Over the last few days there has been a lot of brouhaha about what’s happening with Momentum. Unpicking what is behind the controversies is complex – and suggesting what to do to move forward even more so.
Momentum is the most successful organisation of the Labour left has with over 20,000 members and 150 local groups. It came out of the remarkable campaign to elect Jeremy Corbyn as leader of the Labour Party in 2015 and has harnessed much of the dynamism of that movement.
A great deal has been achieved – growing Labour’s membership, defeating the Tories on some critical questions , winning important electoral contests and showing that austerity and inequality are choices not inevitabilities.
But huge challenges remain. The right inside the Labour Party have not gone away and a majority of the PLP remain deeply hostile to Corbyn’s leadership. Their attempted coup meant that energies that should have been used taking the fight to the Tories was diverted into winning a second leadership contest. And this, combined with a consistently hostile media, did no favours to Labour’s poll ratings.
Those who support Jeremy Corbyn come from diverse backgrounds and experiences; young people alongside others with decades of involvement in the labour movement at different levels. Social media is critical to our reach, but so is the support and involvement of organised trade unions. How do we strengthen the fabric these threads can weave together?
The idea of ‘doing politics differently seems very attractive. If it means that those who suffer as a result of the decisions taken by remote politicians it makes absolute sense. If it means that those who are elected to represent people in parliaments, local councils or trade unions, it’s a great idea. But if it also implies that the best or sometimes the only way to engage in politics is through surfing the internet and signing on line petitions as an isolated individual, then it can has limitations.
The horzonalist impulse has its contradictions. Power is not only exerted in obvious ways by men in suits – though it certainly is. In the 1970’s, a paper was written as part of debates in the Women’s Liberation movement called The Tyranny of Structurelessness . It talked about the way power dynamics work in unstructured groups.
If someone you elected does something you don’t like you stand a chance of electing someone else. If someone speaks on your behalf without your knowledge and consent, without you having the same opportunity to speak to the press as they do, you have a rather bigger problem.
In her paper Jo Freeman puts forward a number of principles for democratic structures which could be usefully applied in today’s situation.
The salient facts behind the uproar in Momentum look like this:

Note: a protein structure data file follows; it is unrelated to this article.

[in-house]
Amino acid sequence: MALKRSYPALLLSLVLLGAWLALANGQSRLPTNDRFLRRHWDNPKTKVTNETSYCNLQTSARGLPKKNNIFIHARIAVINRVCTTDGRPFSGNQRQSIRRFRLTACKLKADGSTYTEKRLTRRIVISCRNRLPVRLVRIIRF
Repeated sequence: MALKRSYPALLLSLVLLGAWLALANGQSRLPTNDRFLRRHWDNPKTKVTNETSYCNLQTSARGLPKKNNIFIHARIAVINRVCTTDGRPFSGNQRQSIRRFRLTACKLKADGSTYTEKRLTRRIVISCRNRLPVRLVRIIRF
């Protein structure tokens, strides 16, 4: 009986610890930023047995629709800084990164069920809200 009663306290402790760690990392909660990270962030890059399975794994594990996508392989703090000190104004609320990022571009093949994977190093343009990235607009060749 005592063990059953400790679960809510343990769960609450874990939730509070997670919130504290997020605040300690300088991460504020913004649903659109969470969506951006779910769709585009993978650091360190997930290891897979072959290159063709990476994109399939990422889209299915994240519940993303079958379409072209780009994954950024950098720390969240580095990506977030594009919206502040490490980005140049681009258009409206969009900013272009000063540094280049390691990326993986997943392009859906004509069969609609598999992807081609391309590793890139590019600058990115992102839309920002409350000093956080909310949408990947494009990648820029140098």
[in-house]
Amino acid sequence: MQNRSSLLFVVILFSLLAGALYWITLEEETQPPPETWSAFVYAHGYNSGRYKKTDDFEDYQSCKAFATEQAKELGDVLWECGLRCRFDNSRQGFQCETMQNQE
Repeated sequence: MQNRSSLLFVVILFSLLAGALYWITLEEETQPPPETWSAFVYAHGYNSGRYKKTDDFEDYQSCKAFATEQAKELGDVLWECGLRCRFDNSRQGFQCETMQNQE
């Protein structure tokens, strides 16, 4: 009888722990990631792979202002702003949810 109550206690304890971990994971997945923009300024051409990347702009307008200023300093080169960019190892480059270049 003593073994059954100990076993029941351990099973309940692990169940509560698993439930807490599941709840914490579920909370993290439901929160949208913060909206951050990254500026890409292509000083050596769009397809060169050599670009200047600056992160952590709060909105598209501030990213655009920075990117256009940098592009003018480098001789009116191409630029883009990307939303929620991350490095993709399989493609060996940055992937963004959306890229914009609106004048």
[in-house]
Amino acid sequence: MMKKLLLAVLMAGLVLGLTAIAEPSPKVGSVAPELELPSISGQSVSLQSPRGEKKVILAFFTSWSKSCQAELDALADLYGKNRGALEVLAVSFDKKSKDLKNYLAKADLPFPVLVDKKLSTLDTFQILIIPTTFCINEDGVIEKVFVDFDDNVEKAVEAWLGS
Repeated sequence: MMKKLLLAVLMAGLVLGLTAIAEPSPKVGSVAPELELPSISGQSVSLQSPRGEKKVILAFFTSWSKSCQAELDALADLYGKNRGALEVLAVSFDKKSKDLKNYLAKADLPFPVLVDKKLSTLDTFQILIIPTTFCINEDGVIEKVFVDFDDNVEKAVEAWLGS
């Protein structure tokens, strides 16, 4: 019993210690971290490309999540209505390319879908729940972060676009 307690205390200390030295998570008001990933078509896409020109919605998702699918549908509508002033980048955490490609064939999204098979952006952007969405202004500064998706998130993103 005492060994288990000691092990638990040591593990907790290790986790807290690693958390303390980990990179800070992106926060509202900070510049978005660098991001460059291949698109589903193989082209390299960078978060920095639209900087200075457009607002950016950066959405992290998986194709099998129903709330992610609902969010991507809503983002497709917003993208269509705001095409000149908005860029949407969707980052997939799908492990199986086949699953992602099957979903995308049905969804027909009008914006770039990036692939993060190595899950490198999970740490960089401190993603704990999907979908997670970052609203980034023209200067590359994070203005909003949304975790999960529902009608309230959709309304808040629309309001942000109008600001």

- Momentum hasn’t had a national conference since it was founded.
- It has a national committee elected from local groups, equality structures and trade unions. That national committee hasn’t met for seven months.
- The national committee elected a smaller steering Committee.
- The national committee was due to meet on November 5. A major topic on its agenda was scheduled to be discussing how best to organise a national conference in February.
- At a meeting of the Steering Committee called at less than 24 hours notice the national committee was postponed. Further a decision was taken that the national conference would be a livestreamed national gathering with structures being decided by e-ballot.
Further many of those who support what the Steering Committee decided are criticising those of us who have objections by suggesting that we are the ones who want to deny ‘ordinary members’ of Momentum access to democratic decision making. No that’s not our point at all – our point is that to achieve real democracy we need to find an effective way to blend the collective ways of working of the labour movement with the greater reach new technology gives us, rather than throwing out the lessons of decades of organising in the rush to do something new.
They argue that there are problems about the functioning of local groups. If this is true, as it almost certainly is in some places, then this needs to be resolved not gone round. Only if the left is working together coherently and inclusively on a local level will we be able to challenge the right where they have control of local constituencies.
Creating an organisation with 20,000 members is a huge achievement. Developing that into one where those people and many more feel confidence that that organisation is one that each of them can have a say in its direction and priorities in order to most effectively create a world transformed would be an even bigger one. There is no fail safe way of coming up with all the right answers but, as Jo Freeman argues, there are some principles such as delegation, rotation and equal access to resources which are prerequisites.